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Using Graduated Filters and Brushes in Lightroom for Beautiful Blue Skies
You know when you have those days that come along so rarely that you simply must grab them by the horns and make the best of them??? That is how I felt about my opportunity to visit a local Longhorn Cattle Ranch. It was a bit of a gloomy day with overcast skies; making it easier to shoot the amazing beasts. Unfortunately the conditions lacked beautiful blue skies to coordinate with their delightful orange coats.
Here is my original shot from RAW cropped, color adjusted and sharpened. As you can see the sky is dull and dreary.
How to Turn Overcast Skies Into Interesting Skies
Here’s how to do this using Lightroom 4:
Step 1 – Drop in a graduated filter. Have I lost you already? It isn’t hard, trust me on this. And if you feel completely lost, there’s always the MCP Online Lightroom Class… But here’s what we are going to do.
In the develop module, directly under the histogram, are a few awesome tools that you need to be familiar with and use. All the way to the right is the brush (we will use that one in a bit); and the next one over is the graduated filter. Each time you click on these to use them it opens up a drop down box where you can adjust all the parts of the filter or brush. This is especially cool in LR4 where even more options are available.
In the image below you will see that my drop down box for a filter is showing, in this case I have chosen to use MCP’s Enlighten Sky graduated filter, but have tweaked it a bit, moving the sliders to suit what I want for this image. What you will also notice is the extra box of color showing. This box is specifically related to the filter, and won’t affect any other part of your image. Since my sky was so very bland, I wanted to really bump up the color, so I choose a very saturated strong blue.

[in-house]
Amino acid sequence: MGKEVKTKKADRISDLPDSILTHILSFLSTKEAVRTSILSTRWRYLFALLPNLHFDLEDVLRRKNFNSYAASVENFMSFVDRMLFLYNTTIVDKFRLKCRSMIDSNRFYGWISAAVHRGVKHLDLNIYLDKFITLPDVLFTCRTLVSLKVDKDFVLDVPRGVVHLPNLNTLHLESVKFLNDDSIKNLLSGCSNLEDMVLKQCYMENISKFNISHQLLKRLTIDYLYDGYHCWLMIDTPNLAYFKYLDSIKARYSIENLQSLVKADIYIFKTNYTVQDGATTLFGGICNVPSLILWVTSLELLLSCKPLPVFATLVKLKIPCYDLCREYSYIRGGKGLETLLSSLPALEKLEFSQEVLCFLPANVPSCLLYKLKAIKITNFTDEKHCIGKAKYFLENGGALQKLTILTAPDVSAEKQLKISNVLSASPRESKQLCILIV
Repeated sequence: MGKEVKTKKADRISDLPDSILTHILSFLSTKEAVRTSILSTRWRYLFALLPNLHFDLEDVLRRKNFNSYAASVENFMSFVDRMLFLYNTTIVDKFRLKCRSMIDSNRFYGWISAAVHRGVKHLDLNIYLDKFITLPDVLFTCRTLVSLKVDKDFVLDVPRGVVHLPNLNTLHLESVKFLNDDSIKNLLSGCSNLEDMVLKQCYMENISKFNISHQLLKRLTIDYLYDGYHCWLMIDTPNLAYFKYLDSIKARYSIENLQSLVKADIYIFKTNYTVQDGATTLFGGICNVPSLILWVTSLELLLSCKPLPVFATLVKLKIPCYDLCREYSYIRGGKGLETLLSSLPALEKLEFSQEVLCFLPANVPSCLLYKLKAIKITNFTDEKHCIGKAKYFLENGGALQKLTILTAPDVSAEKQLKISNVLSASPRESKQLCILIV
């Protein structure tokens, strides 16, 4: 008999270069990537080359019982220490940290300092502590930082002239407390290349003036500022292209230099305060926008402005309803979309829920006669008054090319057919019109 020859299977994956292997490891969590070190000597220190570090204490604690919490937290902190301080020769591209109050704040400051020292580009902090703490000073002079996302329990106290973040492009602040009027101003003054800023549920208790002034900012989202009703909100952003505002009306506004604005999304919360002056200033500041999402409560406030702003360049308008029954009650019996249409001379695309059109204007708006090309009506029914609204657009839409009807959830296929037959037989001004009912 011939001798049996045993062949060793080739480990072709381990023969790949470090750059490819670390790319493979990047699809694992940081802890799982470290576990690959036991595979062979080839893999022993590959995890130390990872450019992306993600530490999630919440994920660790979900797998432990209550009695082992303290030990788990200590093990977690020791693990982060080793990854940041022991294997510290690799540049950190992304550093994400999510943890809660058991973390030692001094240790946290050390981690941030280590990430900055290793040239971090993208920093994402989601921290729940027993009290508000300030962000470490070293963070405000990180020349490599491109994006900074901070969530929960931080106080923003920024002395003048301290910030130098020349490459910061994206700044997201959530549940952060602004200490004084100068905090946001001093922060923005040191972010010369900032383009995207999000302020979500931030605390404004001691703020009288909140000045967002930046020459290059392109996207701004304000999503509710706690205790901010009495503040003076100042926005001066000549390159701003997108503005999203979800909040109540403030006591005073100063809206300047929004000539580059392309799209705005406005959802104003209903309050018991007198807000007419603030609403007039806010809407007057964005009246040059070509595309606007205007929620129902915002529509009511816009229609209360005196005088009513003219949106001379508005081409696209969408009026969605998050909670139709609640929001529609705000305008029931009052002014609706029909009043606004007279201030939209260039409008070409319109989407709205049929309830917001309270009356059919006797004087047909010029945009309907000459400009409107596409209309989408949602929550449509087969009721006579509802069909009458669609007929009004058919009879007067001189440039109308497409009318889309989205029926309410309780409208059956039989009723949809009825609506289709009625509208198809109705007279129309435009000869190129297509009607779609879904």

Once I had all of my graduated filter decisions made, I went to the upper left corner with the cursor (which shows up as a plus sign), right clicked and held while dragging toward the center of my image. The bulk of the effect will occur above your cursor, with only slight changes below. As you can see on my image I chose to stop just above the cow horns. I know that is an awful lot to take in, but once you get it you get it!!
This effect was not strong enough for the look I wanted to achieve, so I clicked New, just below the filter button, chose the MCP sky filter again, set the color a blue just a bit less saturated and pulled down a second filter atop the one that was already there. Yes, you can layer and layer them adjusting each one as it lays over the last.
If you’re frustrated and thinking “But what if I don’t have MCP’s graduated sky preset to choose from?” (you should get it, just saying!), take a deep breath and ask yourself, which effect you want …Then adjust your sliders to accomplish that. We want a deeper more saturated sky, right? And we are basically just messing with light and color right? So how do you get deeper and more saturated?? Lower the exposure, and raise the saturation!